How effective are tests and Interviews as selection devices?


The proven relationship between a selection device and some relevant criterion>>>

Any selection device that a manager uses such as application forms, tests, interviews, or physical examinations must also demonstrate validity. Validity is base on a proven relationship between the selection device used and some relevant measure. For example, a few pages ago, we mentioned a fire fighter applicant who was wheel chair bound. Because of the physical requirement of a fire fighter’s job, someone confined to a wheelchair would be unable to pass the physical endurance tests. In that case, denying employment could be considered valid, but requiring the same physical endurance tests for the dispatching job would not be job related. Thus, the law prohibits managements from using any selection device that cannot be shown to be directly related to successful job performance. That constraint goes for entrance tests, too; management must be able to demonstrate that, once on the job, individuals with high scores on this test outperform individuals with low scores. Consequently, the burden is on management to verify that any selection device it uses to differentiate applicants related to job performance.

Managers can use a number of selection devices to reduce accept and reject errors. The best known devices include written and performance simulation tests and interviews. Let’s briefly review these devices, giving particular attention to the validity of each in predicting job performance.

How do written tests serve a useful purpose? Typical written tests include tests of intelligence, aptitude, ability, and interest. Such tests have long been used as selection devices, although their popularity has run in cycles. Written tests were widely used for 20 years after World War II, but beginning in the late 1960s, they fell into disfavor. They were frequently characterized as discriminatory and many organizations could not validate that their written tests were job related. Since the late 1980s, written tests have made a comeback; many of them are Internet based. Managers are increasingly aware that poor hiring decisions are costly and that properly designed tests could reduce the likelihood of making such decisions. In addition, the cost of developing and validating a set of written tests for a specific job has come down markedly.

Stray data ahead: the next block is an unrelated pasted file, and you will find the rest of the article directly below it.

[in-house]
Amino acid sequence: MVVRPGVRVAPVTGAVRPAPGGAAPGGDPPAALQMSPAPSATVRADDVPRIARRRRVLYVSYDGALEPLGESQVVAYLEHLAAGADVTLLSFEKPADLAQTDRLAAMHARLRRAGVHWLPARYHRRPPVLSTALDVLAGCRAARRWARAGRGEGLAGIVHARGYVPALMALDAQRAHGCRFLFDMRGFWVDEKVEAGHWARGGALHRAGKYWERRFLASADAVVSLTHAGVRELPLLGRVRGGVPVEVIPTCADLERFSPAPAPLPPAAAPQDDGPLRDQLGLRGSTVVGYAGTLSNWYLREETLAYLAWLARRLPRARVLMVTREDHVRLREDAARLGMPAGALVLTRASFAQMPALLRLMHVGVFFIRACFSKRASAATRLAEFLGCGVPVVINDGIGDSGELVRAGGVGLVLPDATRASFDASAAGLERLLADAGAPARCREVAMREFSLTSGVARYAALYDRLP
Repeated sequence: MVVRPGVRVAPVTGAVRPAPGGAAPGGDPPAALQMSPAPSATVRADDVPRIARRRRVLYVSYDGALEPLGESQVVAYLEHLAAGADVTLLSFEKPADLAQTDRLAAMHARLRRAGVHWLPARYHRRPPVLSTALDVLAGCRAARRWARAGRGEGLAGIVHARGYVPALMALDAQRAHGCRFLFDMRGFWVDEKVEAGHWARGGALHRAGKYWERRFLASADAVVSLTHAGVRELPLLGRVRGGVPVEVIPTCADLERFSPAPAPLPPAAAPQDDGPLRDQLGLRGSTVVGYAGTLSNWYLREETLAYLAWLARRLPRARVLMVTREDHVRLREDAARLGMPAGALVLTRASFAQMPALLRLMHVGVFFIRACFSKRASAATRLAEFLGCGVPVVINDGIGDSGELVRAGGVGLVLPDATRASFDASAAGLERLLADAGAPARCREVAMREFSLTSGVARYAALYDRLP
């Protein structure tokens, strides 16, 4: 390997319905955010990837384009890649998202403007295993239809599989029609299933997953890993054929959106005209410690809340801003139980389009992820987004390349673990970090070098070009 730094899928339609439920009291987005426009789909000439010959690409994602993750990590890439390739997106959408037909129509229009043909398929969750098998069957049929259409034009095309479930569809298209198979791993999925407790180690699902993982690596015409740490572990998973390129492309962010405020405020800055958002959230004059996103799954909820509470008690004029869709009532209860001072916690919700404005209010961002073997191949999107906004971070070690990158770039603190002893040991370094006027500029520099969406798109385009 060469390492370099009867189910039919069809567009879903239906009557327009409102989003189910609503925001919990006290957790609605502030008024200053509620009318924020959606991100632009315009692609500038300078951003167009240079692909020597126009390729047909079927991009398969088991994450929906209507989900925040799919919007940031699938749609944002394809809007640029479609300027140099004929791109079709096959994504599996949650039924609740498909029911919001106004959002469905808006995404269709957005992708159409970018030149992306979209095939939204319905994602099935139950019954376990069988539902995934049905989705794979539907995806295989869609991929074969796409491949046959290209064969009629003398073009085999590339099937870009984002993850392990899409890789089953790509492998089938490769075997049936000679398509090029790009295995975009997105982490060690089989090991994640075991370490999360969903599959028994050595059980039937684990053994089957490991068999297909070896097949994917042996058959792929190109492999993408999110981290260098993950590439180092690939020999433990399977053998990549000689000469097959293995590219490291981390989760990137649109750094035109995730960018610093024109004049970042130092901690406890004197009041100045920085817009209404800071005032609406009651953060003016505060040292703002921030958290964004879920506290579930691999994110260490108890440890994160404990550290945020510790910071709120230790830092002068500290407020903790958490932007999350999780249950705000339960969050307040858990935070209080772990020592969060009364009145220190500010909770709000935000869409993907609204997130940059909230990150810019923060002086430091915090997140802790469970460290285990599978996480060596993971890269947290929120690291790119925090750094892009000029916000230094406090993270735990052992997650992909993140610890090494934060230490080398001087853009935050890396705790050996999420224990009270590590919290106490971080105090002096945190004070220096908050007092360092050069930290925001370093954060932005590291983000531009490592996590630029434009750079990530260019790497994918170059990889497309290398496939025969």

A review of the evidence finds that test of intellectual ability, spatial and mechanical ability, perceptual accuracy, and motor ability are moderately valid predictors for many semi skilled and unskilled operative jobs in industrial organization. However, an enduring criticism of written tests is that intelligence and other tested characteristics can be somewhat removed from the actual performance of the job itself. For example, a high score on an intelligence test is not necessarily a good indicator that the applicant will perform well as a computer programmer. This criticism has led to an increased use of performance simulation tests.

What are Performance simulation tests?

Selection devices that are based on actual job behaviors; work sampling and assessment centers

What better way is there to find out whether an applicant for a technical writing position at Microsoft can write technical manuals than to ask him or her to do it? The logic of this question has led to the increasing interest in performance simulation tests. Undoubtedly, the enthusiasm for these tests lies in the fact that they are based on job analysis data and, therefore should more easily meet the requirement of job relatedness than do written tests. Performance simulation tests are made up of actual job behaviors rather than substitutes. The best known performance simulation tests are work sampling (a miniature replica of the job) and assessment centers (simulating real problems one may face on the job). The former is suited to persons applying for routine jobs, the latter to managerial personnel.

The advantage of performance simulation over traditional testing methods should be obvious. Because content is essentially identical to job content, performance simulation should be a better predictor of short term job performance and should minimize potential employment discrimination allegations. Additionally, because of the nature of their content and the methods used to determine content, well constructed performance simulation tests are valid predictors.

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